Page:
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Support for Scottish independence has increased significantly over the past 12 months, with polls regularly putting a Yes vote ahead. A PanelBase poll commissioned by The Times last week showed 52 percent of people in Scotland support IndyRef2. The poll puts the independence vote on 49 percent, with seven percent of voters undecided, meaning a referendum result with this breakdown would produce a 52 percent to 48 percent majority for independence. It is also the 20th survey in a row to put a Yes vote ahead, but even with this momentum, debate surrounding the economic consequences of independence rages on.
This was evident as Bill Blain, market strategist and head of alternative assets at Shard Capital, hit out at First Minister Nicola Sturgeon.
He said independence would be a “catastrophe” for Scotland, but admitted that if Ms Sturgeon’s “popularity continues to rise, and the effectiveness of her divisive policies continue, she’s on course to win”.
He also said Scotland was saved from bankruptcy by the UK all the way back in 1707.
Mr Blain continued: “The Scottish nationalists don’t talk about how the Acts of Union bailed out a bankrupt Scotland from financial disaster following the Darien Venture — our misguided and bungled attempt to build our own trading empire.
“Instead, they talk angrily about English oppression, play the Jacobite card and fixate on the brutal crushing of the clans at Culloden, and neglect to mention that more Scots fought with Butcher Cumberland that day than against him.”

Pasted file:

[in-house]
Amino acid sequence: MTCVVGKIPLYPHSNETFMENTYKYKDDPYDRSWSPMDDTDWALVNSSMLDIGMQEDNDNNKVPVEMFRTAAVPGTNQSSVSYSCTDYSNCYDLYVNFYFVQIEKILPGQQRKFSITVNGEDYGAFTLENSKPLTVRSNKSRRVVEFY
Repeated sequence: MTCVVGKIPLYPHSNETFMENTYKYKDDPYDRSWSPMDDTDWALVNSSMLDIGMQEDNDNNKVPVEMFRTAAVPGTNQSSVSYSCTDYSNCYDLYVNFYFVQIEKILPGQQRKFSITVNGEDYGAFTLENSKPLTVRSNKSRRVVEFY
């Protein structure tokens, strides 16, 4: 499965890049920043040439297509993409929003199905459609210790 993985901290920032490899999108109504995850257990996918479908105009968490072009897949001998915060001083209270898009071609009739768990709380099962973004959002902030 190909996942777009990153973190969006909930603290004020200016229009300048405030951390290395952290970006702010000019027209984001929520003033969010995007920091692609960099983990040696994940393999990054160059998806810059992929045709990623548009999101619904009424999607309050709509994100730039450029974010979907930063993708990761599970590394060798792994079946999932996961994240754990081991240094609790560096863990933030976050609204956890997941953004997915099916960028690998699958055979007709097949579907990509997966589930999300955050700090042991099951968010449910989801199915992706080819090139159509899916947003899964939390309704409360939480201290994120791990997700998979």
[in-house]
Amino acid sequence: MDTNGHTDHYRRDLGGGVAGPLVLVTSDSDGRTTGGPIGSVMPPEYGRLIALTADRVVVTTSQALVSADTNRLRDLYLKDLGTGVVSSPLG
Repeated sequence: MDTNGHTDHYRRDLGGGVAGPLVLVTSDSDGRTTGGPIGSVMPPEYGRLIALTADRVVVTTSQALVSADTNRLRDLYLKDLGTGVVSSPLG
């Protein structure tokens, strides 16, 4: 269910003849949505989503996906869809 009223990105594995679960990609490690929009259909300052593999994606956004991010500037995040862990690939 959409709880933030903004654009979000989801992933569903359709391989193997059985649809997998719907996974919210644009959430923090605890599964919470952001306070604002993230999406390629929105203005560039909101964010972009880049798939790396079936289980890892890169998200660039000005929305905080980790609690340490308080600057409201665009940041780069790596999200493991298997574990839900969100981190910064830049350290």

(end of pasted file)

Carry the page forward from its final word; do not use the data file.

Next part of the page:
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The Acts of Union were formed of two treaties, resulting in the Kingdom of England and the Kingdom of Scotland — which at the time were separate states — becoming “United into One Kingdom by the Name of Great Britain”.
Mr Blain also hit out at Ms Sturgeon’s plan to join the EU, saying that working with Brussels over London won’t make things any better for Scotland.
He added that the country would probably have to adopt the euro upon entry, and therefore lose control over its currency.
In an interview with Express.co.uk in December, MEP Philippe Lamberts told Express.co.uk that Scotland would have to adopt the euro.
He said: “Any new member state has to adopt the euro, I know that the SNP are revisiting their scenario depending on the outcome of a referendum.
“So I don’t think past positions of Nicola Sturgeon or the SNP are reflective of the positions they will take if they apply to join the EU after a referendum.”
Ms Sturgeon has previously denied that Scotland would have to adopt the currency.
However, Mr Lamberts’ view on Scotland’s prospects differed from Mr Blain, as the Co-President of the European Greens said Edinburgh could end up better off than London post-Brexit.
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He said: “As Ireland discovered, you can be an island and still be connected to the EU.
“The same reasoning could apply for Scotland, and I would assume the EU will have a smart economic policy so ultimately Scotland can have an economic benefit if it joins the EU.
“This would be likewise for Scotland leaving the UK, a political choice worth doing because of the assumption Scotland can be better off as part of the EU and can therefore benefit both economically and politically.
“When you see the way the Tory party disregards the judiciary, wants to get out of the European Convention on Human Rights, these are all arguments that can convince Scottish citizens to protect their basic freedoms.
“You can also see many Scots don’t feel respected by the UK Government.”
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